My last post looked at the various types of work and led on to comments about artistic integrity. I’m certain that we must believe wholeheartedly in what we do, but we must also believe in what we might do in the future.
Edgar Degas summed up that concept, “You have to have a high conception, not of what you are doing, but of what you may do one day: without that, there’s no point in working.”
In common with countless other artists I’ve been told, “You’re never satisfied with your paintings.”, but that’s only partially true. I am satisfied with my paintings, otherwise I would never let them out of the studio, but I admit that I often feel a work hasn’t turned out exactly as I originally intended. That doesn’t mean it’s either better or worse, but just different. I’ve mentioned before on this blog that I enjoy the evolution of a painting, and my working methods probably support the evolution rather than attaining a specific result.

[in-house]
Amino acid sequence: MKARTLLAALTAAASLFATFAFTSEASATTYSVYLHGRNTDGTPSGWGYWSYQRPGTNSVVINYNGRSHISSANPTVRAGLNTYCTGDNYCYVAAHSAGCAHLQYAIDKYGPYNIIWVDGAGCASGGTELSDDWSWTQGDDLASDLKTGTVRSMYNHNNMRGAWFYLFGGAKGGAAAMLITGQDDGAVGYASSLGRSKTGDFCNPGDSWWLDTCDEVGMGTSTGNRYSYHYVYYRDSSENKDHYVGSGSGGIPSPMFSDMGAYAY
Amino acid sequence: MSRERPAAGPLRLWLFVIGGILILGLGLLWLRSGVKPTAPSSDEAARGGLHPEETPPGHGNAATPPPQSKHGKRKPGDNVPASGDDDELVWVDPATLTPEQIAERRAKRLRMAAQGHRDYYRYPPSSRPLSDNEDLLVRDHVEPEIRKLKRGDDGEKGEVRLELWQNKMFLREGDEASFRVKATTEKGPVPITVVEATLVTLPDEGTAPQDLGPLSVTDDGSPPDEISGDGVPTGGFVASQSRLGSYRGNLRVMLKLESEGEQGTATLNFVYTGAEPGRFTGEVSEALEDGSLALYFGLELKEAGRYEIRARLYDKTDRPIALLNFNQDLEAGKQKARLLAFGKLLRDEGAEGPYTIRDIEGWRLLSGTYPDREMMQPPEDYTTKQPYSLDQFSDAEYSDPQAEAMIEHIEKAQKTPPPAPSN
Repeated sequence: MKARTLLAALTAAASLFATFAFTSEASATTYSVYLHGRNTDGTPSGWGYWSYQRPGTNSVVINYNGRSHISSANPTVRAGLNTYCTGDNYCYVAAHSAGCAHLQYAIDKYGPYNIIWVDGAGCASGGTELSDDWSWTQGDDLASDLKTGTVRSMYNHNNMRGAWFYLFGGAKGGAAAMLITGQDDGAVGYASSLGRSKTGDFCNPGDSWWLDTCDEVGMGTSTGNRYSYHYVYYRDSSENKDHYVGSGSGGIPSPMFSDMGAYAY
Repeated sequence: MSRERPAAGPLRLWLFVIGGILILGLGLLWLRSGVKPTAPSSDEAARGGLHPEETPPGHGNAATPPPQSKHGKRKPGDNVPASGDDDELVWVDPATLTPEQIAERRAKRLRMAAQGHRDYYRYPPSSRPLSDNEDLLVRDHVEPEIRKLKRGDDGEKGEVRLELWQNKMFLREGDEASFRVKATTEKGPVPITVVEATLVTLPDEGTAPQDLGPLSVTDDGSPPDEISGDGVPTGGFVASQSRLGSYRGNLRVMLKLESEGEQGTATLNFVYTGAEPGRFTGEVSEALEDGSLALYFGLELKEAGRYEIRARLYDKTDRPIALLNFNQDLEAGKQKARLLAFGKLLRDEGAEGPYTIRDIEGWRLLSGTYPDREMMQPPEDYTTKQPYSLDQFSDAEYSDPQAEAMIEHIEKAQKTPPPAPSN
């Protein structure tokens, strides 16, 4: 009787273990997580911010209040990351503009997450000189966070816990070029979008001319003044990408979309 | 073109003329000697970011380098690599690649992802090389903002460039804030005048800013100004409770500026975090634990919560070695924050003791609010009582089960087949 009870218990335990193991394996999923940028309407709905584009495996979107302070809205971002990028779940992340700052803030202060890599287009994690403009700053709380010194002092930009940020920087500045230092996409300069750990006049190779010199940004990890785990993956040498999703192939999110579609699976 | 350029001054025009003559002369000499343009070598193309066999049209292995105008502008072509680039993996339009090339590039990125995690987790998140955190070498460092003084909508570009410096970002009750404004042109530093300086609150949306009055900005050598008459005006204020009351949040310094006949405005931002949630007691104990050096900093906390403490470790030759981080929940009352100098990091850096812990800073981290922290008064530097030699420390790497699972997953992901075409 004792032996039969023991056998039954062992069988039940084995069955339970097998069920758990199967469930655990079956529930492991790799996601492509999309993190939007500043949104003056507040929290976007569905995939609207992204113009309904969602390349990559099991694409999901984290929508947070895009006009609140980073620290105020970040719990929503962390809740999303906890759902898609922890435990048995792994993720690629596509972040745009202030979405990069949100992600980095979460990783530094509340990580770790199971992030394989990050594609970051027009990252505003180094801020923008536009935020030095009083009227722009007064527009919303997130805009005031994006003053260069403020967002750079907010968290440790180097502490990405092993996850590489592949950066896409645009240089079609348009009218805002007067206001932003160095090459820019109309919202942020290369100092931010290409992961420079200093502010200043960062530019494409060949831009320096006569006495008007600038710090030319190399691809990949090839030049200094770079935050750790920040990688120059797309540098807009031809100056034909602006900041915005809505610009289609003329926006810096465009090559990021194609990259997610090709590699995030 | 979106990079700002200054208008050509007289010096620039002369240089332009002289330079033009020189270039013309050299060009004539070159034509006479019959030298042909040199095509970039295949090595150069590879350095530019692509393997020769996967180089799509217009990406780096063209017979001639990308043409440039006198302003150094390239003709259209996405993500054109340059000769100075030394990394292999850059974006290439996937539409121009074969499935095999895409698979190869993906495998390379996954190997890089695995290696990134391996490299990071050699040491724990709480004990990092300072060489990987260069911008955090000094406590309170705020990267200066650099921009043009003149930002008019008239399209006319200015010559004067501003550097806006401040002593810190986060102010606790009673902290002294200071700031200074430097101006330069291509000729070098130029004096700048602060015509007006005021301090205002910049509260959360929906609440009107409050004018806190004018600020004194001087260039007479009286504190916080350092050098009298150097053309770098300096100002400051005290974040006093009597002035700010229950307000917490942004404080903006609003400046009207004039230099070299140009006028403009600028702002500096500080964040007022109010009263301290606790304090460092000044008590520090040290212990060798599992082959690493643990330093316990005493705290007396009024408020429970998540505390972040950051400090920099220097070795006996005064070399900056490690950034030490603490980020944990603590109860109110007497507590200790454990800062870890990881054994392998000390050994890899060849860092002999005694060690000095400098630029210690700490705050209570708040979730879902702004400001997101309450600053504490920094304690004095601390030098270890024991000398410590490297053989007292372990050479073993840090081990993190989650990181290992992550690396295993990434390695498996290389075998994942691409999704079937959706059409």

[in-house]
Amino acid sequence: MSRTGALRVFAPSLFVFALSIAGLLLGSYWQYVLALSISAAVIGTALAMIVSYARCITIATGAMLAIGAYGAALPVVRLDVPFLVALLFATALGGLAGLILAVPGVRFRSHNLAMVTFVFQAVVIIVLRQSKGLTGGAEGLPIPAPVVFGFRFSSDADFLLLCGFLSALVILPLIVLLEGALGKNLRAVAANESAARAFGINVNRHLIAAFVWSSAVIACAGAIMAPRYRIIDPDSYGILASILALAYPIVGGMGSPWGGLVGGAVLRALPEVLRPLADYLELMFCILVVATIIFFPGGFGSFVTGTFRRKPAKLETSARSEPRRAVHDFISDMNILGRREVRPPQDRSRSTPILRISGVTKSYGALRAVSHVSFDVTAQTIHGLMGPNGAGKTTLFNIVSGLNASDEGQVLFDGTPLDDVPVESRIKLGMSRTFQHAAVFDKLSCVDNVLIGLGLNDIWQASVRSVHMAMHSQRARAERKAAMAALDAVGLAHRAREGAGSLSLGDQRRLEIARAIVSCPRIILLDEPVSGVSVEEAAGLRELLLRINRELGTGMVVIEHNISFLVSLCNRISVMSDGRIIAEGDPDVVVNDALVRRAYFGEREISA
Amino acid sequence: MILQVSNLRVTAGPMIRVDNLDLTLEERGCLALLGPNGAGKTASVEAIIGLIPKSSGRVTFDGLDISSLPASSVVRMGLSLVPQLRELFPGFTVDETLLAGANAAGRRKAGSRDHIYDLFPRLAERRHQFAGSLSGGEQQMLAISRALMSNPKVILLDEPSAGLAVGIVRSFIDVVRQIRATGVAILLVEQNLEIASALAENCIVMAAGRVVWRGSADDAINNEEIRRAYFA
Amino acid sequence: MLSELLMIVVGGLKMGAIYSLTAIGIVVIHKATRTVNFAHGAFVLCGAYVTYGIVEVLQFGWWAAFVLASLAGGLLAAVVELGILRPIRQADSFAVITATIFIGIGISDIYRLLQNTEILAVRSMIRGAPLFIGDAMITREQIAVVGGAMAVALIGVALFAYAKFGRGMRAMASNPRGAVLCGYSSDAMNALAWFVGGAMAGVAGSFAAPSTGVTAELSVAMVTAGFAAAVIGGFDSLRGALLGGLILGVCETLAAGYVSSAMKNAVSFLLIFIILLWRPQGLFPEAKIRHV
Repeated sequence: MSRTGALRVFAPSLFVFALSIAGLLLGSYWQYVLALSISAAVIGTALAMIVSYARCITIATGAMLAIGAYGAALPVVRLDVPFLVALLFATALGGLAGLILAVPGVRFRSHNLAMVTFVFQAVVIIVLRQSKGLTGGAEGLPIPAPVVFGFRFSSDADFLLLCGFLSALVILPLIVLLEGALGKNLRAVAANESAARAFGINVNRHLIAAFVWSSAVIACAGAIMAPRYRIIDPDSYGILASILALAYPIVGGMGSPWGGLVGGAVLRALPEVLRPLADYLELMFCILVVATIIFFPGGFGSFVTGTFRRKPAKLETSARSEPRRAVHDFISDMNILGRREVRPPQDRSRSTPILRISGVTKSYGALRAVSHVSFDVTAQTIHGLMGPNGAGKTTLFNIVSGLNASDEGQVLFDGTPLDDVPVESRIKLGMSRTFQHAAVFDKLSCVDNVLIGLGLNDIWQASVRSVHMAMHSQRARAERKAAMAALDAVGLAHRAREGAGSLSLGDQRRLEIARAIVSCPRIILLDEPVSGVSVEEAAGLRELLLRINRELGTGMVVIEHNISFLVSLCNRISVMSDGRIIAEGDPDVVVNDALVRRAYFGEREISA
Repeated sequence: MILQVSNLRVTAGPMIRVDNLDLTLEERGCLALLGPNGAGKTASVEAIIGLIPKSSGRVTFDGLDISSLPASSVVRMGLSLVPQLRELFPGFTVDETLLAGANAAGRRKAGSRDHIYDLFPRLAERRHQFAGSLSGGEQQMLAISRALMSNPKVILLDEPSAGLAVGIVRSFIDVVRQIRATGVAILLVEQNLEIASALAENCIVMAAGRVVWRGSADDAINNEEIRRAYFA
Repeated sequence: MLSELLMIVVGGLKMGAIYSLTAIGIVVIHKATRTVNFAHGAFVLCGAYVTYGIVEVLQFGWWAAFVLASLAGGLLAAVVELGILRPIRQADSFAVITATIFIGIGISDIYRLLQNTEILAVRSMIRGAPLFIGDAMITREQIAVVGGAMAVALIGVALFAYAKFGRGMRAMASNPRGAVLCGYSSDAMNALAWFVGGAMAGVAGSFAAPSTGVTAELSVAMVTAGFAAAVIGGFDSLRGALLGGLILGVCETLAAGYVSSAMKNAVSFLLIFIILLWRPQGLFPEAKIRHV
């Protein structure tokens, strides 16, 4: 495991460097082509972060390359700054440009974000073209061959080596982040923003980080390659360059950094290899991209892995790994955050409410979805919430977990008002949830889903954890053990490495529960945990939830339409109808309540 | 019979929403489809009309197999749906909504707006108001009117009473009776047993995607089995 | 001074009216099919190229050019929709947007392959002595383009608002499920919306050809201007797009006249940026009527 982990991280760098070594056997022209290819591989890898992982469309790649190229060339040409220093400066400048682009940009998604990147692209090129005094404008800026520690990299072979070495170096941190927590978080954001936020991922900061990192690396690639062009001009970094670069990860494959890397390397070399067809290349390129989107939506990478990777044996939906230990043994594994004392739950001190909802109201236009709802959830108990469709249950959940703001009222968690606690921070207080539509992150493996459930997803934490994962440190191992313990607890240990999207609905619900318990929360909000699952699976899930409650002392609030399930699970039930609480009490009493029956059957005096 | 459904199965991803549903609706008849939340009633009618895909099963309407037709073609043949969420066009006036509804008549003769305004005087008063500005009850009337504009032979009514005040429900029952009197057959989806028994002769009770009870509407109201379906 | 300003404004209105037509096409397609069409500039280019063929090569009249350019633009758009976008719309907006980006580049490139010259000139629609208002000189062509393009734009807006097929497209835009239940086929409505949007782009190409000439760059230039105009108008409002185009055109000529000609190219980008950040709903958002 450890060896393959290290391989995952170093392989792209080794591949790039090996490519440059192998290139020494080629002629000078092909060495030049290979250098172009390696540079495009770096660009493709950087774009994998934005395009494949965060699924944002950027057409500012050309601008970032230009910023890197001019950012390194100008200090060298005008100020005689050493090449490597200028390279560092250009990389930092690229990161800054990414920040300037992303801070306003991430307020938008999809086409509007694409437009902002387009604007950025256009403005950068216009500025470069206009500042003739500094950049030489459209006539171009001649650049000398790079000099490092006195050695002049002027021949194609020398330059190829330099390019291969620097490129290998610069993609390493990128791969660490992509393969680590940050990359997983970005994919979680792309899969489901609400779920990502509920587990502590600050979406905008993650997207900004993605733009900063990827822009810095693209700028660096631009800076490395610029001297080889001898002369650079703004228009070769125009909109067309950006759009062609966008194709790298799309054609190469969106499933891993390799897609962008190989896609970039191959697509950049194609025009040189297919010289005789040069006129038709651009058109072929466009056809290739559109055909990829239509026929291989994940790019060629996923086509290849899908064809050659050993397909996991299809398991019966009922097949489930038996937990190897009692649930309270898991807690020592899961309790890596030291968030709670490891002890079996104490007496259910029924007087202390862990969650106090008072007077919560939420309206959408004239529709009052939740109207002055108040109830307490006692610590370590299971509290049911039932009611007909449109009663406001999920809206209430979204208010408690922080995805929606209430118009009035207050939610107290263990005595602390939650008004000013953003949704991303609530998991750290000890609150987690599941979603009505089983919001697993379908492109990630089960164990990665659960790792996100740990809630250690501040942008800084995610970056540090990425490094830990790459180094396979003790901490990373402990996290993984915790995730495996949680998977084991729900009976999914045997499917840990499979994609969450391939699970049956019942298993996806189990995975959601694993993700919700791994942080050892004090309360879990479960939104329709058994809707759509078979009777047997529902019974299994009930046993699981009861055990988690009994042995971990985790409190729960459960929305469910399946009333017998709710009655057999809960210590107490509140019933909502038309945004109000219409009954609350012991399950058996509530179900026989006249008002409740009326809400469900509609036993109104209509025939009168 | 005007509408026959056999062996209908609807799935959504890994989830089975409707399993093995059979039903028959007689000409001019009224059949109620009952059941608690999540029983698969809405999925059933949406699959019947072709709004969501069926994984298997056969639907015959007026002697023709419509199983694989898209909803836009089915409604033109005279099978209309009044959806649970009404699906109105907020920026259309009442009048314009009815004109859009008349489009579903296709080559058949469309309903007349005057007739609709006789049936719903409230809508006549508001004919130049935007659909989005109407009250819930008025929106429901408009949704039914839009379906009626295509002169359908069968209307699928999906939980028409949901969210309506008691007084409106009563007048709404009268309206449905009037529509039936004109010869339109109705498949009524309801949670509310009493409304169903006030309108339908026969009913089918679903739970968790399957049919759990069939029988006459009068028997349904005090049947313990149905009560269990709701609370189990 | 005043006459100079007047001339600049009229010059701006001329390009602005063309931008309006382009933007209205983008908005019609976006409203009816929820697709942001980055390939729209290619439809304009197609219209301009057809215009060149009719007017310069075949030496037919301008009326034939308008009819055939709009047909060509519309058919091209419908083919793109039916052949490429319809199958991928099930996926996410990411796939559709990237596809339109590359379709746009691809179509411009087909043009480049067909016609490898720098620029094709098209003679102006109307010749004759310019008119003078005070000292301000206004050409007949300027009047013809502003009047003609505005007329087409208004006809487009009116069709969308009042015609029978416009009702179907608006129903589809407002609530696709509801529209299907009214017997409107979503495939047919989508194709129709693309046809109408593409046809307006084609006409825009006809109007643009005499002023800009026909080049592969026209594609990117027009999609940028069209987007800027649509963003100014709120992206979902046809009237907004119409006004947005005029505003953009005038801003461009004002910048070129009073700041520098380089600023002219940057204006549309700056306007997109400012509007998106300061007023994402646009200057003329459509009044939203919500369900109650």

The vital part though, is believing that next time could be that ultimate creation where everything comes together. Next time will be the culmination of years of experience, practice, insight, knowledge… Of course it won’t, because thereafter there would be no point in working, as Degas rightly observed. It’s the aspiration that drives us forward.
That’s all for now. Time for a good night’s rest, and tomorrow I’ll start that ultimate painting.